Our benchmark specification implies that all tax proceeds in excess of government consumption are rebated to the household in lump sum. There are two reasons for doing so: first, because we are measuring marginal tax rates instead of average tax rates, a lump-sum rebate makes our taxes progressive; and second, because a very large fraction of the government’s budget is used to finance transfers directly. In fact, looking at the composition of government expenditure, we find that the sum of pensions, health care, unemployment insurance, and education in Spain amounts to more than half of the government outlays. Our benchmark specification implies that all of government consumption, as opposed to government transfers, is a waste, or equivalently it finances some public good that enters utility in a separable form. Notice that this specification is not neutral in determining the implication of taxes for hours worked. Assuming instead that all government revenues are rebated to the household—that is, making \(G_t =0\) in the government budget constraint—would imply that there is no income effect of taxation, making hours worked fall even more when households are faced with higher taxes.

It is worth pointing out that we can ignore government debt because the model exhibits Ricardian equivalence with respect to the timing of transfers. In particular, the existence of government debt would only change the timing of transfers, leaving all other variables unaffected. Of course, the model does not exhibit complete Ricardian equivalence since taxes are distortionary, but this only means that the timing of taxes matters, not the timing of borrowing, lending, and transfers.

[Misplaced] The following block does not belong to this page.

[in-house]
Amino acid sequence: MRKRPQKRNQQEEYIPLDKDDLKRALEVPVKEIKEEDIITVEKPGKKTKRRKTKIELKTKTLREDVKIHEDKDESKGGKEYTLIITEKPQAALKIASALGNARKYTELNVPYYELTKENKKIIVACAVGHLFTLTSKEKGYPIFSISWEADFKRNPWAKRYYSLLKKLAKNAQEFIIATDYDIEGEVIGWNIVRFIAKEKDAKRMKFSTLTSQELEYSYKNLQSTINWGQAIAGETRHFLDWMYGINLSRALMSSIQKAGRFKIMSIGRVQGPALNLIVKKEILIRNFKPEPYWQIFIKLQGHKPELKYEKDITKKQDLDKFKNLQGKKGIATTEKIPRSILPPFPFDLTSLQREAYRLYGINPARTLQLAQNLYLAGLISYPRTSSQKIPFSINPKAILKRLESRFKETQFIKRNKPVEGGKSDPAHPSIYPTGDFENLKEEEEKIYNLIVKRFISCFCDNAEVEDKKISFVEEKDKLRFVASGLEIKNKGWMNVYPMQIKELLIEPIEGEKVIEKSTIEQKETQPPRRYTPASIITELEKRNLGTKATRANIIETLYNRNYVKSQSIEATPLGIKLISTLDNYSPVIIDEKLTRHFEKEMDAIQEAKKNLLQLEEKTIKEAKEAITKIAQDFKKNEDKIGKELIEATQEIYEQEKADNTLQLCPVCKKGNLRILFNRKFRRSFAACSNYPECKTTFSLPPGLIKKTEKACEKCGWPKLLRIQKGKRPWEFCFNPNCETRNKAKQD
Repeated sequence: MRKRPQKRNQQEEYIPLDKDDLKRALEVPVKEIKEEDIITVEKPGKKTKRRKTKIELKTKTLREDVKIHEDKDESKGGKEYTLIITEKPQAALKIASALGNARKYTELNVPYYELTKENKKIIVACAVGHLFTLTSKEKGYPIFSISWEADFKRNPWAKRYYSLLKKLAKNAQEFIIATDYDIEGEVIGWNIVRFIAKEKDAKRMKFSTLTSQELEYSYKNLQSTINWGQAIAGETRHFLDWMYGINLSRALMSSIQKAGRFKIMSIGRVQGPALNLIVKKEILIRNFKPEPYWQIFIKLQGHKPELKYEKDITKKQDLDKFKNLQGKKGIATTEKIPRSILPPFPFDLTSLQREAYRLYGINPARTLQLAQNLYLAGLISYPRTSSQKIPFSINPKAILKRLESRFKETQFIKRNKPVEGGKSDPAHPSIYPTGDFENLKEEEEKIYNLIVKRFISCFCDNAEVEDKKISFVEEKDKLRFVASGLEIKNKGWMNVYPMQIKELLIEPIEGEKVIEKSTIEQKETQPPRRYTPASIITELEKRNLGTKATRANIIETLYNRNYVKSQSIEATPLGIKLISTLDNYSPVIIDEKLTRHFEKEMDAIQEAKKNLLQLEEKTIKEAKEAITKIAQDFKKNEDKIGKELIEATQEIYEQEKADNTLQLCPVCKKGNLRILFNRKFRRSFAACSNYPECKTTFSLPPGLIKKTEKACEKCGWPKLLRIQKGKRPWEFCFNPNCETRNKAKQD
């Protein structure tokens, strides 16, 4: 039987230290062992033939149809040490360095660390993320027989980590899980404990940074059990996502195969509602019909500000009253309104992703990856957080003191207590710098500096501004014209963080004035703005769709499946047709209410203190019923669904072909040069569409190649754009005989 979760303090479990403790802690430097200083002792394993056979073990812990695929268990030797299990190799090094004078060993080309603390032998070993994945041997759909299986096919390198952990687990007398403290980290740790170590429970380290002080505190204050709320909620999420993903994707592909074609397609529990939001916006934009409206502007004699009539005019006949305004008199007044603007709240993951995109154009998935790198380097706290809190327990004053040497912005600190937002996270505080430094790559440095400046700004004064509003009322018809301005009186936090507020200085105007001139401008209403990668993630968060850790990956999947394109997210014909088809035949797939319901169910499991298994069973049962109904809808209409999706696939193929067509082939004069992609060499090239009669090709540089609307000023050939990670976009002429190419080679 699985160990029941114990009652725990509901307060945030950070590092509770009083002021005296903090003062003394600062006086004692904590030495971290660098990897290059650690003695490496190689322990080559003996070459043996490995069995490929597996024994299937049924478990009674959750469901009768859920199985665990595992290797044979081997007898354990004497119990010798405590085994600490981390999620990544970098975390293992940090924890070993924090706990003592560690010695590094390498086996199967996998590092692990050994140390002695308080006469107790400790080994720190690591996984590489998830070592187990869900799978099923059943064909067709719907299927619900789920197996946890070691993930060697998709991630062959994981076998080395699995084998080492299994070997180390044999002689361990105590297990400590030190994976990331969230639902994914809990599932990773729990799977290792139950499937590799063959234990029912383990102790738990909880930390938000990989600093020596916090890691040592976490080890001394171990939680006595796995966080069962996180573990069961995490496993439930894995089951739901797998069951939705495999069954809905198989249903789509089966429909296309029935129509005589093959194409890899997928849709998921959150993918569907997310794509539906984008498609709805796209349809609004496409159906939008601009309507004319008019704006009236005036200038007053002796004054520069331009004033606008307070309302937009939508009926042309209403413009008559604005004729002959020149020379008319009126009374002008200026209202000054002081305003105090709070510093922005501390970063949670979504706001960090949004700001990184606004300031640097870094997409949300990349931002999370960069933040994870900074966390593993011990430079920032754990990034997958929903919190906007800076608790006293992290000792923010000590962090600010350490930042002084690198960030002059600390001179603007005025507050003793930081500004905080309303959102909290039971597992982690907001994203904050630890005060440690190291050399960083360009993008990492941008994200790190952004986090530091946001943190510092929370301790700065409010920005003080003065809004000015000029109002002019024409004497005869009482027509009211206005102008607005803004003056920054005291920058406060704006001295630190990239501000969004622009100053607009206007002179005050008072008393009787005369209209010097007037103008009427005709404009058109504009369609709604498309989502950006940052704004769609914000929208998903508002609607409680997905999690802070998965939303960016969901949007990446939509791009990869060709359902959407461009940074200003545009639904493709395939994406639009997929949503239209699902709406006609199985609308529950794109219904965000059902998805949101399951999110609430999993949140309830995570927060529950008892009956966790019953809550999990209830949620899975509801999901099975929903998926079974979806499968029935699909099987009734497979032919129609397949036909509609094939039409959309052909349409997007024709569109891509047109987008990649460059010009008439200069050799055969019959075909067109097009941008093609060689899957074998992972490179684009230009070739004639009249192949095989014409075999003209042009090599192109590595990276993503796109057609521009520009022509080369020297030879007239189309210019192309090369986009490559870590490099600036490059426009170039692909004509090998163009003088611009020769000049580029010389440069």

4 Evolution of fiscal variables

We obtain estimates of effective marginal tax rates using a methodology similar to that of Mendoza et al. (1994). Our methodology differs from theirs in two respects: First, we attribute a fraction of households’ nonwage income to labor income to be consistent with our estimate of the capital share. Second, we account for tax progressivity by adjusting average income taxes by the ratio of the marginal income tax to the average income tax from an estimated tax function [following Gouveia and Strauss (1994)]. The estimated tax for the Spanish economy in the 1990s suggests that the marginal income tax is 1.8 times the average income tax, and this is the adjustment factor that we use. See the online data appendix for details on the use of this adjustment factor.

Our estimates show a substantial increase in taxation of both the income of factors of production and consumption. Regarding the taxation of capital income our estimates generate a very large spike in this taxation. The reason for this large spike is that during the boom prior to the recession tax revenues from corporate income taxes grew faster than net capital income in the national accounts, while there was a large drop in corporate tax revenues with the recession. Corporate tax revenues as a share of net capital income grew from 7% in 1994 to 29% in 2007.
Fig. 2

Evolution of effective marginal tax rates